FRANKFURT (Reuters) - An influx of people from crisis-hit southern European countries like Spain, Italy and Greece has led to the biggest surge in German immigration in nearly 20 years.
The Federal Statistics Office said 1.081 million immigrants flocked to Germany last year, up 13 percent from 2011 and the highest number since 1995.
Leading the way were arrivals from countries in eastern Europe and from southern euro zone countries struggling with recession and high unemployment as a result of the currency bloc’s three-year old debt crisis.
The number of immigrants coming from Spain, Greece, Portugal and Italy rose by 40 percent or more compared to the prior year.
“The rise in immigration from EU countries hit by the financial and debt crisis is particularly strong,” the Statistics Office said.
Germany has been a rare pillar of strength during the crisis, benefitting from deep structural reforms introduced a decade ago, competitive small-and-medium sized companies and record low interest rates resulting from its status as a safe haven.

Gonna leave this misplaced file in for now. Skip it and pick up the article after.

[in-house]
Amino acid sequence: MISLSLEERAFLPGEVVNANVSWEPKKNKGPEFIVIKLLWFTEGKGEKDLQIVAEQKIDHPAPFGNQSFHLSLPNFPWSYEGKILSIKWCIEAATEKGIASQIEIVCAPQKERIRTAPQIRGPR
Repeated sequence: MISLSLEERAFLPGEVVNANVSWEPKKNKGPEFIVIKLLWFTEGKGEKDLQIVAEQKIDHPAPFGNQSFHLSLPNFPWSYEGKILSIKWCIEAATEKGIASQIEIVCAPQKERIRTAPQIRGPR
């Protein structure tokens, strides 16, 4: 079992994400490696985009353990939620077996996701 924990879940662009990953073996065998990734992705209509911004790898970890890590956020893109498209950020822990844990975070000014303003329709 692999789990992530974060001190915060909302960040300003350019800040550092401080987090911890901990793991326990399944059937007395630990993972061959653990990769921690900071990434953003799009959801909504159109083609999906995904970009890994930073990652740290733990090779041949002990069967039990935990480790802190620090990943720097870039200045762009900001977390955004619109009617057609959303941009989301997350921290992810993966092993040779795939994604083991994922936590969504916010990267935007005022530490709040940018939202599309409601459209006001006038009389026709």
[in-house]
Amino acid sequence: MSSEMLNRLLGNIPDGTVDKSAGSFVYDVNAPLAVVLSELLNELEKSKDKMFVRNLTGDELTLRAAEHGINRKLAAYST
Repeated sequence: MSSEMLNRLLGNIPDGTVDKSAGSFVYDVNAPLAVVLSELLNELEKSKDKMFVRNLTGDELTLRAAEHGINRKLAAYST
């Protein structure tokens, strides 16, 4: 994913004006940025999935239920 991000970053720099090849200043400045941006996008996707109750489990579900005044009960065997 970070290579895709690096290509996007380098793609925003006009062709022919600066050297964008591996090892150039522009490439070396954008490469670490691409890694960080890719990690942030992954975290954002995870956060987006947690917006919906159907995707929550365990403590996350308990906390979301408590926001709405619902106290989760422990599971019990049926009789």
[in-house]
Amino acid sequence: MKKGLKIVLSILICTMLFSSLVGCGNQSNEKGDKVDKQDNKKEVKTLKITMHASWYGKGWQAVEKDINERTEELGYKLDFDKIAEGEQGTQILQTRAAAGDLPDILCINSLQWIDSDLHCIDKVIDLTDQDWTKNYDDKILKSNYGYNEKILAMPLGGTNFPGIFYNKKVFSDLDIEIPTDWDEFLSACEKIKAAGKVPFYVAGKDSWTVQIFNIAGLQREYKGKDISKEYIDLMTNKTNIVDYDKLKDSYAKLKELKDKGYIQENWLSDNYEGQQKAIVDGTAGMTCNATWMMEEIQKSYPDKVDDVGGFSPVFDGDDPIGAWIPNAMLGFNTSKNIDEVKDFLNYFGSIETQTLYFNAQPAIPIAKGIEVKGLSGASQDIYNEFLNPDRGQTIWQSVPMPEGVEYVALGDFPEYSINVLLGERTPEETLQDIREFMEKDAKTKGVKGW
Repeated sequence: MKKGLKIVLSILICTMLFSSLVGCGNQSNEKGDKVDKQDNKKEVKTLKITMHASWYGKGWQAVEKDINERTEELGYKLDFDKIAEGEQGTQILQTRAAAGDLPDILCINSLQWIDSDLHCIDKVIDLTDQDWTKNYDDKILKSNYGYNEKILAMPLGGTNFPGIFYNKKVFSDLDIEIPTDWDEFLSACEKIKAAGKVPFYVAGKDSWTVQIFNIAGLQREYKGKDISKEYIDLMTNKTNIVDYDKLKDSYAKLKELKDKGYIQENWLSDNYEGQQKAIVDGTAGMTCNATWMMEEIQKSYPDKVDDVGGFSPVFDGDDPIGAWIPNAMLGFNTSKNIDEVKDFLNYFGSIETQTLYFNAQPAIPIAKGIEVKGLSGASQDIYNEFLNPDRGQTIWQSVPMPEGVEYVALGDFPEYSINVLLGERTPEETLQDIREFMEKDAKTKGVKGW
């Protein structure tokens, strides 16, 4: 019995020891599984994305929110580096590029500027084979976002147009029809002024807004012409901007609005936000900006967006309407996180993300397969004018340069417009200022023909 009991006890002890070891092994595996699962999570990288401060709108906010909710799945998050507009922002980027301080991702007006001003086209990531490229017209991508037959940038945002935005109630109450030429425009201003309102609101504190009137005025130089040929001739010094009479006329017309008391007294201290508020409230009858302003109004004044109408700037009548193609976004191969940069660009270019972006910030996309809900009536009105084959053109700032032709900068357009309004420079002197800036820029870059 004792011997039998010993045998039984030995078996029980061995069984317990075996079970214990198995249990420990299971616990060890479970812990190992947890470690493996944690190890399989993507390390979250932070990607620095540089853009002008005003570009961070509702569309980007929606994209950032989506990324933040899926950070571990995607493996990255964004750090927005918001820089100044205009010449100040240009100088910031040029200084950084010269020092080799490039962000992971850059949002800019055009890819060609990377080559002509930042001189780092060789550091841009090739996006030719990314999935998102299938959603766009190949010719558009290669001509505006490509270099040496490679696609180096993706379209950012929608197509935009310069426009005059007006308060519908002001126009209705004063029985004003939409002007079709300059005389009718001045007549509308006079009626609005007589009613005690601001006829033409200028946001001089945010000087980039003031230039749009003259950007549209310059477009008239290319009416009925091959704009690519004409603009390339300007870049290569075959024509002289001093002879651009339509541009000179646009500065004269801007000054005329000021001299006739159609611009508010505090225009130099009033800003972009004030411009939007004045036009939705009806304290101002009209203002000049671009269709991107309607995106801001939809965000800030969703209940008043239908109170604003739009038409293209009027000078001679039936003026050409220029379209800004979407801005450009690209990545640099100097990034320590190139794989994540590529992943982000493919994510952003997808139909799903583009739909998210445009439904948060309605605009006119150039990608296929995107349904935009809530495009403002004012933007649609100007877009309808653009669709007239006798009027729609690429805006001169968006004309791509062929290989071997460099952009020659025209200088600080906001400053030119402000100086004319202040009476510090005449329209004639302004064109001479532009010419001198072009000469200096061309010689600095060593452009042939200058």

Unemployment, at 6.9 percent, is hovering just above a post-reunification low. By contrast, more than one in four workers in Spain and Greece are without a job, and youth unemployment in these countries is close to 60 percent.
This has made Germany, Europe’s largest economy, an increasingly attractive destination, despite barriers like the language.
Still, the numbers from southern Europe remain fairly small in total terms compared to those from the east.
A total of 34,109 people came from Greece and 29,910 from Spain in 2012. That compared to 176,367 from Poland and 116,154 from Romania.
Reporting by Noah Barkin